Share. Cume. Average quarter hour. Just a smattering of the terms you'll need to learn when you buy radio advertising. Media buying can be a cumbersome and time-consuming process, and exacerbating matters is the way media outlets make their case -- stare at Arbitron ratings long enough, and you may be reaching for the Advil.
I asked Peter Kern, vice president of Kern Media, Inc., for his insights on the radio advertising buying process. Based in New Gloucester, Maine, Kern Media plans and places newspaper, magazine, television and radio advertising from Bangor to Los Angeles. Mr. Kern, a radio veteran since his days as an announcer, started Kern Media in 1985 with his wife Pamela.
Kimberly McCall: Is there a certain product or service that's best suited to radio advertising?
Peter Kern: Radio's a great way to generate excitement and make sales in a short period of time. For example, Boston television has always worked great for The Cliff House [ an oceanfront hotel in Ogunquit, Maine] . But last summer we were looking at one week still not sold out. A quick flight on Boston radio filled the rooms.
Radio can deliver great results for some services -- such as cosmetic dentistry -- if run on a long, fixed-position basis. For longer purchase cycles -- products like DuPont and Corian -- we lean toward magazine or newspaper. Where details such as price per item are crucial, like appliance sales or wireless services, newspapers might make sense.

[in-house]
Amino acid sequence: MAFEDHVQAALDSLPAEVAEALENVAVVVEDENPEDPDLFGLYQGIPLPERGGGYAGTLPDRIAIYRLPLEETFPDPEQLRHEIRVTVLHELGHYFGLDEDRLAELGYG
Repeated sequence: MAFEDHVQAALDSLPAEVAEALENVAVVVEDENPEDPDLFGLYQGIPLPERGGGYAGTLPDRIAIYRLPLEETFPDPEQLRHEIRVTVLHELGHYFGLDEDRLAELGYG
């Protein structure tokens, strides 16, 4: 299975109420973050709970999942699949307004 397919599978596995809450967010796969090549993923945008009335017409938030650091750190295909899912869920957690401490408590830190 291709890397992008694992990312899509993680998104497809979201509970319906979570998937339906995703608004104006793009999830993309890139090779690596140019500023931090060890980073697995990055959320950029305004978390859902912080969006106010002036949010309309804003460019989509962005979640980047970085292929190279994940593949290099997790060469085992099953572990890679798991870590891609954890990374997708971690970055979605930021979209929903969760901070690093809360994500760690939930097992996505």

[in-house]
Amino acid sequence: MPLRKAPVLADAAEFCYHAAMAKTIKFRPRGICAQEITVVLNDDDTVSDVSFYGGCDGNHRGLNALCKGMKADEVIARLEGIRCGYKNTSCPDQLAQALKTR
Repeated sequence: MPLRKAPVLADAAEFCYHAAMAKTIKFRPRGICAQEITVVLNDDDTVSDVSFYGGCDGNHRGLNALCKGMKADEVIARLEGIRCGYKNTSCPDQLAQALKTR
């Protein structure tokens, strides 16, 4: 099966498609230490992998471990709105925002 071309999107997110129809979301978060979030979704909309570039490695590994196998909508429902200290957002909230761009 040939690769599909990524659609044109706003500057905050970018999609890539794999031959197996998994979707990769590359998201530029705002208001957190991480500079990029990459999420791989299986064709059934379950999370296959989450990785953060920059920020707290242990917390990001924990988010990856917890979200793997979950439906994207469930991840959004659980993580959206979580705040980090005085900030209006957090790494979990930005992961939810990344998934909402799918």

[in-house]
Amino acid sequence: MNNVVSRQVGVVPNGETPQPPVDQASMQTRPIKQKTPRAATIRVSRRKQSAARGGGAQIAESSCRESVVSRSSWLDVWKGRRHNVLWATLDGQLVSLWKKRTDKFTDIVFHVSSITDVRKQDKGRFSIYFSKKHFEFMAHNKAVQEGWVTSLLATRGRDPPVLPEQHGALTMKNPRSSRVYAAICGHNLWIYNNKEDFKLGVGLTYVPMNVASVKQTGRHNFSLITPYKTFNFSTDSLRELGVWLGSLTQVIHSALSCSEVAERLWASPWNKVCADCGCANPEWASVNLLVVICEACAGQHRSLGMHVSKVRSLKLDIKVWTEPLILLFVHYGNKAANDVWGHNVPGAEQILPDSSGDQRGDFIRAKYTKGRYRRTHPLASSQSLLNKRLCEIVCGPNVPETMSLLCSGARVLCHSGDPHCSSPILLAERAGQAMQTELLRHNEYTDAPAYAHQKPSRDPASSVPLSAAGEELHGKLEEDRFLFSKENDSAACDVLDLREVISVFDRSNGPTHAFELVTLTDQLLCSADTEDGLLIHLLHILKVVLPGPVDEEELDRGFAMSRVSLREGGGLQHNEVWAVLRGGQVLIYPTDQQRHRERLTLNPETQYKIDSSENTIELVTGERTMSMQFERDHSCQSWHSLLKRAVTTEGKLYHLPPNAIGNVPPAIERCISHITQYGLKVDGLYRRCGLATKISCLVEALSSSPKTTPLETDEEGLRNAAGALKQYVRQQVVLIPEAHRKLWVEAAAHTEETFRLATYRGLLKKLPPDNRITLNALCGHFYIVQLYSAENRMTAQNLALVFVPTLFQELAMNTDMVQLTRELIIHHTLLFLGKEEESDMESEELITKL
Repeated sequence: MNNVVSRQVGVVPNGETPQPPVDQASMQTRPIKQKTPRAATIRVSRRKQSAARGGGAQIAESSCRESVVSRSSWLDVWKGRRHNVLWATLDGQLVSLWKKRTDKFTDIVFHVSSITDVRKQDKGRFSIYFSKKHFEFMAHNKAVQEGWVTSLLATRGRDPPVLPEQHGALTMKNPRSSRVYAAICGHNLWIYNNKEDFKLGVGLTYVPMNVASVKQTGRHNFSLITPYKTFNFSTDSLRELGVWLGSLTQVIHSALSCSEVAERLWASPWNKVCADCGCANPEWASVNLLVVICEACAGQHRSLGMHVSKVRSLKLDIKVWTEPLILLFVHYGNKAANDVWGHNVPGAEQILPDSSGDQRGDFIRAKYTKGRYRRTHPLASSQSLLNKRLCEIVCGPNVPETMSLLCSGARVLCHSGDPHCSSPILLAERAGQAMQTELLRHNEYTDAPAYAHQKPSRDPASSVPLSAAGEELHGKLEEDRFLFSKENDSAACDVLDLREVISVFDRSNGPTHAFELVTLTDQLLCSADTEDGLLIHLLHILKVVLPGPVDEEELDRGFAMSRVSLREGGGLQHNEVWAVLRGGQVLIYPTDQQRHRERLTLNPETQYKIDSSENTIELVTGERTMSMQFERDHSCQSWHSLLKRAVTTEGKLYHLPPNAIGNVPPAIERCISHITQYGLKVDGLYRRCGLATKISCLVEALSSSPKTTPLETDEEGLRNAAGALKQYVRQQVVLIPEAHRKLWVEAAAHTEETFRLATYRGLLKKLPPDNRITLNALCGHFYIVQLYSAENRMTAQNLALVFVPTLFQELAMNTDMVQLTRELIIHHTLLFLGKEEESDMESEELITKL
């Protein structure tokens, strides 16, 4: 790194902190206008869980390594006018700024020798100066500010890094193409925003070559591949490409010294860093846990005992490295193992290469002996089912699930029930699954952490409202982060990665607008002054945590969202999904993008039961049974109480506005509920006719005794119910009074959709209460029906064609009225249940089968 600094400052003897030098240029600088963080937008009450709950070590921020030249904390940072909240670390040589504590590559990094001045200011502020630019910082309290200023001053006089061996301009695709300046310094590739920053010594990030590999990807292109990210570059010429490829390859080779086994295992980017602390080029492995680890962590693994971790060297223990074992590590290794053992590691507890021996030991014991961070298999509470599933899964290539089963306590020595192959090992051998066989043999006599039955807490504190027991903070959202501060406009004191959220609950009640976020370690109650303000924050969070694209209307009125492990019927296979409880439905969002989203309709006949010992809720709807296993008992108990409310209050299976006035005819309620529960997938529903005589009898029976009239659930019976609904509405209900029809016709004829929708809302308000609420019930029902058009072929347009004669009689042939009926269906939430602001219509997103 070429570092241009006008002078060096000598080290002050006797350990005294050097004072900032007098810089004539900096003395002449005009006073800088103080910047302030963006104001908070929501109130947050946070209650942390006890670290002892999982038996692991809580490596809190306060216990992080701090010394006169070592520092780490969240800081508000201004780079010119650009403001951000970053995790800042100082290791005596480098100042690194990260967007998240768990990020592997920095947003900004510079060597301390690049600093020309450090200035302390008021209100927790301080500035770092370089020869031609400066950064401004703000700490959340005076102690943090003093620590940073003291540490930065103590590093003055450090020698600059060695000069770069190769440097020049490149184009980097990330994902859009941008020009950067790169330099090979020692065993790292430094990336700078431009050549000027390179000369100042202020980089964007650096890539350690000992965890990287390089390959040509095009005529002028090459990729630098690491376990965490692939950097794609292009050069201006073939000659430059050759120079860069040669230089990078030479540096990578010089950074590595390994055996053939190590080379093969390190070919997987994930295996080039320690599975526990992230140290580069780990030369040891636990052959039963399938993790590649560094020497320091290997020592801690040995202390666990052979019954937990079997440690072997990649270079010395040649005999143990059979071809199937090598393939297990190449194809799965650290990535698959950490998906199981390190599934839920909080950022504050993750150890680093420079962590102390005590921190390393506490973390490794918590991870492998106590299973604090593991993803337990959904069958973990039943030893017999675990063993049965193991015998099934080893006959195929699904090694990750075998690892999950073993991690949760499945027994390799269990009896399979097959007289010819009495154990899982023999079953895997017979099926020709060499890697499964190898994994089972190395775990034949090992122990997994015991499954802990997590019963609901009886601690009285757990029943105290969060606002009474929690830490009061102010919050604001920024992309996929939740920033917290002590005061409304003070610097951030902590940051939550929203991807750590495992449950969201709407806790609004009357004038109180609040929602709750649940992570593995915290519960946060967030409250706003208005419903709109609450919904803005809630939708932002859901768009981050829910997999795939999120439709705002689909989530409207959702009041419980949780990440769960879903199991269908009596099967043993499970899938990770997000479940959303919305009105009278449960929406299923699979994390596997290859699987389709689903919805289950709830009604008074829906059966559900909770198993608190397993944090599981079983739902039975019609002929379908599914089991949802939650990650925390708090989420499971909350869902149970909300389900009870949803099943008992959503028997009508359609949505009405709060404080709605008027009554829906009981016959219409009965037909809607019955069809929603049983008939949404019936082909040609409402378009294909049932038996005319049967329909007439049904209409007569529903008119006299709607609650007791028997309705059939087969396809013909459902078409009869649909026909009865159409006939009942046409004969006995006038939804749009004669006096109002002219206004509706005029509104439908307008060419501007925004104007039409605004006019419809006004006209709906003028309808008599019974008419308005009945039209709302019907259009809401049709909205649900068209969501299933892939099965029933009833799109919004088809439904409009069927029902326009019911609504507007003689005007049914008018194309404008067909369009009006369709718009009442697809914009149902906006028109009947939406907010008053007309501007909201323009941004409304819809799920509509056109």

McCall: What goes into an effective radio campaign?
Kern: High ad repetition is crucial to success. It's better to run thirty spots in three days than to spread them out over a week or two.
A simple yet creative ad message is equally important. Radio is truly word-of-mouth advertising -- your chance to explain benefits in a one-to-one setting. [ When you write your ad] parse each line of copy by asking, "Who cares? What's in it for me?"
Target one specific group of customers with your offer. Men/women, young/old, good credit/bad credit. Select one radio station that efficiently delivers the target.
McCall: How does a small business owner decide among several stations in a market?
Kern: Use ratings only as a rough guide to understanding the different audiences each station has. They're just estimates, after all.
Meet with two or three sales representatives from stations that do a good job reaching your target. Reps are generally well trained and interested in a long-term relationship with you based on results.
Give each the same budget and goals to work with, then choose the proposal you feel the most comfortable with.
Evaluate the campaign, and stick with stations that deliver results. From time to time, give others a chance to prove themselves as well.
McCall: Can small business owners on a limited budget make radio effective?
Kern: Absolutely. They can use radio just as effectively as newspaper or television. They probably don't need all 100,000+ listeners the top Portland station reaches. But a smaller rated station just might deliver a good return on a smaller investment. Concentrate a small budget into just couple of times a year of radio advertising. Or buy just one daypart. We had great results for a Connecticut real estate firm by using just 5-6AM times on one station.
McCall: At what point does it make sense to outsource media buying?
Kern: Our clients fall into three broad groups:
McCall: Any closing thoughts on the process?
Kern: We buy print and radio advertising in major markets like NY, LA, Dallas and Chicago every month. And we buy smaller markets like Caribou, Spokane and Dothan. We've found no significant differences among markets large or small. Only the population and ad costs in each market change.
Air time is essentially a commodity. Buying it effectively is pretty easy if you do it every day. Unfortunately, some radio stations try to complicate the process. We have clients based all over the country. We've never met half of them in person, yet get the results they expect by using fax, phone, email and the Internet.
Copyright © 2001 Kimberly L. McCall